Amendment proposed, to leave out the word "now," and at the end of the Question to add the words "upon this day six months."


said, that the Bill proposed to deal with three very important questions—the union of benefices, the residence of clergymen, and the building of churches, in a very small compass. He thought the limit of distance, in the first clause, by which it was provided that the churches should be within a mile and a half of each other, was a good provision, and ought to be accepted by the House; but he did not think it advisable to make any change as to the value of the livings. He highly approved of the second clause, and thought its provisions ought to be extended to canons and prebendaries. As to the third clause, it was not open to the objection of the hon. Gentleman (Mr. Cowper), as it provided for the supply of the funds in a very legitimate way, and it was not to extend to any parish where a room was licensed for public worship. He would not offer any obstacle to the Bill going into Committee.


said, the third clause appeared to be to the same effect as a Bill brought in by the hon. Member for Sussex sonic years ago, and which, after much discussion, the House rejected. It seemed to him as though the hon. Member, finding one evil existing in a parish, proposed to remedy it by the creation of another. Because there happened to be no parish church in a parish—a circumstance which all would deplore—the hon. Gentleman proposed, in fact, that, until the bishop was satisfied that the income of the benefice had accumulated sufficiently to erect a church, there should be no clergyman. That, in his (Mr. Bouverie's) opinion, was not by any means the proper way to remedy the evil. Neither was he willing to give to the bishop the power contained in the third clause, in reference to the presentation of clergymen to benefices by the patrons. As to the clause respecting the union of benefices, it was mere nibbling with the great and important question of pluralities—a question which ought to be dealt with as a whole, and not in one particular minor point, as proposed by the Bill. He trusted the House would reject the Motion for reading the Bill a second time,


said, there were clearly grounds for sending the Bill to a Committee. If the returns before the House were examined, it would be found that there were many cases in which the persons who paid for the means of spiritual edification had no clergyman resident near them and no church. He admitted that the third clause was not perfect, inasmuch as it left to the bishop the option of presenting or not; but that might be altered when the Bill went into Committee; it might be made compulsory upon the bishop in the case of parishes where there was no church to license a room for the performance of divine worship until sufficient funds had accumulated for the erection of a church. He should vote for the second reading.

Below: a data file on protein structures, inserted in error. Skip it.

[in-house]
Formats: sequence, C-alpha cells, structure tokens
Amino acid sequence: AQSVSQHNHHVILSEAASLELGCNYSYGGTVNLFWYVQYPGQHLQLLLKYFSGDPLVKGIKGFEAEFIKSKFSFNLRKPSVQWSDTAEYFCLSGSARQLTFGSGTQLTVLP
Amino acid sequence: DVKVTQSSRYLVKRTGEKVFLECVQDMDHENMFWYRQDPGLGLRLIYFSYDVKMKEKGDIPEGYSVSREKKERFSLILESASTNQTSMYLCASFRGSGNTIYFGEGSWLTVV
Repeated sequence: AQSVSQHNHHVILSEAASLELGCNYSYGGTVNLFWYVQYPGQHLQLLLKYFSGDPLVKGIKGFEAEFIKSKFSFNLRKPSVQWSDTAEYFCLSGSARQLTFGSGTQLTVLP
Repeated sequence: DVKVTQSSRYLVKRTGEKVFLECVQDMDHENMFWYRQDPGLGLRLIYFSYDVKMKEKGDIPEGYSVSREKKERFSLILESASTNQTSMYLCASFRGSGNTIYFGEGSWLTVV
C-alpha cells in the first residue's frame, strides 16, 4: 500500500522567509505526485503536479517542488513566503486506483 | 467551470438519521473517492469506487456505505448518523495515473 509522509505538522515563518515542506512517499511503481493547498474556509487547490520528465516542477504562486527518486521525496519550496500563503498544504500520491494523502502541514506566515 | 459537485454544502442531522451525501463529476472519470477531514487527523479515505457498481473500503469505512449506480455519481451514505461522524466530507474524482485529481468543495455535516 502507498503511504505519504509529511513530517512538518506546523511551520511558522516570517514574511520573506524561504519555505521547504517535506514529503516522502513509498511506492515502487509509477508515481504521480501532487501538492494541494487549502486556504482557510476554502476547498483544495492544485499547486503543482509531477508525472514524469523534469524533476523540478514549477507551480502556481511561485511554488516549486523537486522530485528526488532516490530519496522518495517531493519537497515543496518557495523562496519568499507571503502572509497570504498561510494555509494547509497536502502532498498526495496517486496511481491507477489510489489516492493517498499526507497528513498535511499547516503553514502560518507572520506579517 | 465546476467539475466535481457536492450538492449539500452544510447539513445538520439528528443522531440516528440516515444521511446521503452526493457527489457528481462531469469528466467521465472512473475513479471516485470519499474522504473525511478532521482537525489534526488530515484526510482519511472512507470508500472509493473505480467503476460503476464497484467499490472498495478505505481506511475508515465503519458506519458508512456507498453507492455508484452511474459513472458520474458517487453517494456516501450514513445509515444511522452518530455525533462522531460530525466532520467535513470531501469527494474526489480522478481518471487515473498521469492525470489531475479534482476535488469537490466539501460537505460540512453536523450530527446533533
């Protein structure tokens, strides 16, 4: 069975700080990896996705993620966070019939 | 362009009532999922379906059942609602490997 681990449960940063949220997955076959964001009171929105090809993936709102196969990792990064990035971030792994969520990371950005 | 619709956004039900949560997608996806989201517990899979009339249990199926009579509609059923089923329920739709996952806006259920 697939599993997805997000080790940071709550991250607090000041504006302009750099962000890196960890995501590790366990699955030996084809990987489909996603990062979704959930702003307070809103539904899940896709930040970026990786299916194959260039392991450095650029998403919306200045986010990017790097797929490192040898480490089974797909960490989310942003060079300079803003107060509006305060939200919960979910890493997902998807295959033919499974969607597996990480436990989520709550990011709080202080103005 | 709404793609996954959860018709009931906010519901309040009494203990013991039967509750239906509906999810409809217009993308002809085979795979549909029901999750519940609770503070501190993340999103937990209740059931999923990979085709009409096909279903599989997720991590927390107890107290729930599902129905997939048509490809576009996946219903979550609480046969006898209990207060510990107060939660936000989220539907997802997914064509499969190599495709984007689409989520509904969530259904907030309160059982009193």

concurred with the hon. Member for Hertford (Mr. Cowper) as to the inconvenience of frequent legislation upon matters of this kind, particularly as in the present instance the hon. Mover of the Bill himself seemed, judging by the first clause, to undergo a constant change of mind upon the question of value. The third clause, he admitted, was an important one, because nobody could desire, where there was a benefice with a certain amount of revenue and no church, that such a state of things should continue. But what would the proposal of the hon. Member do, so far as providing a remedy was concerned? Why, it would have no effect at all during the lives of the existing incumbents, and would only come into operation upon the voidance of the cures. Consequently, whilst the lives of fifty or sixty incumbents of benefices so situated endured there would be no remedy whatever for the evil. Churches were generally built by means of the contributions of persons who took an interest in such matters, with the assistance of certain societies; but if this Bill were to become law, and it were known that upon the death of incumbent A, B, C, who was rather feeble, and not likely to live more than two or three years, a fund would at once begin to accumulate, he apprehended that great difficulty would be experienced in getting people to subscribe for the erection of a church in that locality. For, naturally enough, they would say, "In a few years you will have a fund sufficient for building a church, and we can find plenty of other places where our money will be more useful." Some analogy might be drawn between the case and the appointment of new bishops. The new bishop directed his energy to promote the interests of his diocese, and so would the parishes in this case. He thought it likely that a new church would be built more quickly by having an energetic man in the cure, however small, besides having the inestimable advantage of increased parochial ministration. As regarded the second clause, there might be some abuses in the case of those having the cure of souls; but upon the whole he thought they were very few. Upon the whole, therefore, if the Bill went to a division, he should feel inclined to vote against it.


replied. He had brought forward the measure entirely for the public good, and he was not responsible for the Bill of last year. There was a strong feeling in the country that these things should be reformed, and therefore he would take the sense of the House on the subject.

Question put, "That the word 'now' stand part of the Question."

The House divided:—Ayes 30; Noes 112: Majority 82.

Words added.

Main Question, as amended, put, and agreed to.

Second reading put off for six months.